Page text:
This most certainly is an action film, but I must reference the way the movie heavily leans towards scenes of exposition. While the story is hardly anything completely original, there are numerous characters floating around within this story and several of them wear similar clothing and are missing appendages. It is the sort of movie where it actually pays to take notes whilst watching it. Unfortunately, if such a thing is an active requirement for interpreting the story, one must concede that the film is off balance in its narrative functions. Despite this, I have read about even worse edits of this movie. Ones that supposedly become incomprehensible, and apparently only tie together the main fight sequences. The version that I am reviewing, which comes from VideoAsia and it pairs together both One Armed Swordsmen and One Armed Swordsman vs. The 9 Killers, and unfortunately the video quality is pretty awful. This is most unfortunate, because by its looks, this little independent production had a certain majestic feel to it at points. It certainly has the epic quality that one might expect from a film featuring the two “One Armed Swordsmen” from the past.

There seems to be a consensus about The One Armed Swordsmen that says the movie itself is a bit wasted when you consider the magnitude that a project like this should have had. You have the two men who filled this same epic role meeting together in one story, but unfortunately both men seem to sleepwalk through their roles. Jimmy Wang Yu is his normal stoic self, but David Chiang is surprisingly lacking in his regular charisma. This seems to come from his lacking anyone else to play off of. His scenes are often limited to either acting very strong for the camera or being bland during scenes of heavy dialogue. The camaraderie between our two one armed swordsmen can thus rarely be felt, and when they do share a “moment” together, it feels false. The action (while not great, it is energetic) and the plot, no matter how convoluted it often feels, are what holds the movie together, which is a shame when you have so many talented hands on board.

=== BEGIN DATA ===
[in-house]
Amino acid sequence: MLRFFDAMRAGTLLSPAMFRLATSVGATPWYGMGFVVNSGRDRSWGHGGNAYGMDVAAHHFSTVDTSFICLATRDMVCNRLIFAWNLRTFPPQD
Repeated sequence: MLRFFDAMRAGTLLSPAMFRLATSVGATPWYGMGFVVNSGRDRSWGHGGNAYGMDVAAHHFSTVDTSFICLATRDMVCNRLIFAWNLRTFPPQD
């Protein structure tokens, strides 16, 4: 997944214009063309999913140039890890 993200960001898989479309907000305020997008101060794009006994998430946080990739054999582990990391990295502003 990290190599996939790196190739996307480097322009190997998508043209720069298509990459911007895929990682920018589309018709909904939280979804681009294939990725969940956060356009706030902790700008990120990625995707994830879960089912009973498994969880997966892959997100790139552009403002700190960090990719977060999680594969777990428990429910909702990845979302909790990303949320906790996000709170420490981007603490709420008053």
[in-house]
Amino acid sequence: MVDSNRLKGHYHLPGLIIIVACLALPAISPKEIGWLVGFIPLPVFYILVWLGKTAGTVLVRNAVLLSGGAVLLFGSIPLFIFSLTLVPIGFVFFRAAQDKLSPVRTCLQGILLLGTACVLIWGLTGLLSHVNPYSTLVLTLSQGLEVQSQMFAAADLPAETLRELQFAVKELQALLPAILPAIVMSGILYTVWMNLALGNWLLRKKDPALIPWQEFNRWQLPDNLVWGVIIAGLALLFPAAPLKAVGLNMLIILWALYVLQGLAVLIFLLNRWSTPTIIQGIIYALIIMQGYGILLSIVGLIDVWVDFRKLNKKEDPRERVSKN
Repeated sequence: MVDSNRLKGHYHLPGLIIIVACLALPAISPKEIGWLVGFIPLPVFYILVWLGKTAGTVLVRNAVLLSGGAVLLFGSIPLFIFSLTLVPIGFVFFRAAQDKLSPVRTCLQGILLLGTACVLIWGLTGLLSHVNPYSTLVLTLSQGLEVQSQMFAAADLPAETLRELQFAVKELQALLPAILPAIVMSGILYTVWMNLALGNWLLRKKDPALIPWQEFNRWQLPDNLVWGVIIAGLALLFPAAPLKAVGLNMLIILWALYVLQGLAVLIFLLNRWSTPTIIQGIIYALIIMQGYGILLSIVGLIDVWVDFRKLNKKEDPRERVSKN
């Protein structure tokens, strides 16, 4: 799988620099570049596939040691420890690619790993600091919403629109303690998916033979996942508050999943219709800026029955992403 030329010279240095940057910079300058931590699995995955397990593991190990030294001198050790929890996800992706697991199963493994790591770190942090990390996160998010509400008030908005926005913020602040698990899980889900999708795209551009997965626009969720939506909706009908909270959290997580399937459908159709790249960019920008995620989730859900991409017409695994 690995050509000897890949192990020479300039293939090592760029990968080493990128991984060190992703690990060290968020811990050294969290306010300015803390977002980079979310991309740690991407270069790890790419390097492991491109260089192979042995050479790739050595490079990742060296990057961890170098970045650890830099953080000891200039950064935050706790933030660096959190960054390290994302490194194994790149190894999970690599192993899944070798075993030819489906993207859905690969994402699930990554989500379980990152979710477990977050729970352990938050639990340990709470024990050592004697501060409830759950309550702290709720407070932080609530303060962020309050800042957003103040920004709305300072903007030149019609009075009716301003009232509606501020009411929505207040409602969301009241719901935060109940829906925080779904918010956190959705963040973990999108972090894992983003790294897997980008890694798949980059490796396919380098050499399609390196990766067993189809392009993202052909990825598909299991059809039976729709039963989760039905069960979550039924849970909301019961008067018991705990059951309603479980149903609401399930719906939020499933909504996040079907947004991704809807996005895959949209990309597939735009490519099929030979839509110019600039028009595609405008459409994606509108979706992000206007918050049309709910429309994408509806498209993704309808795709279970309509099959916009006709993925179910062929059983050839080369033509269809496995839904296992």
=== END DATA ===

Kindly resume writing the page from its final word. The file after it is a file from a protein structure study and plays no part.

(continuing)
The Conclusion
Despite the elements within One Armed Swordsmen that are worthy of praise, the bottom line is that the movie ultimately isn’t very interesting. This is sad for a regular movie, but downright awful when you consider the big cast that the film has assembled. Overall, the movie peters upon being average, but doesn’t get very far ahead of that. I give it a disappointing 2 out of five. It’s worth watching for any person who has kept up with this vast series, but not something I would recommend to anyone else.




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Varied Celluloid is a film website intent on delivering views on movies from all genres. Started in 2003, the website has been steadfast in its goal and features a database of over 500 lengthy reviews. If you would like to contact us about writing for the website or sending screeners, please visit the about page located here.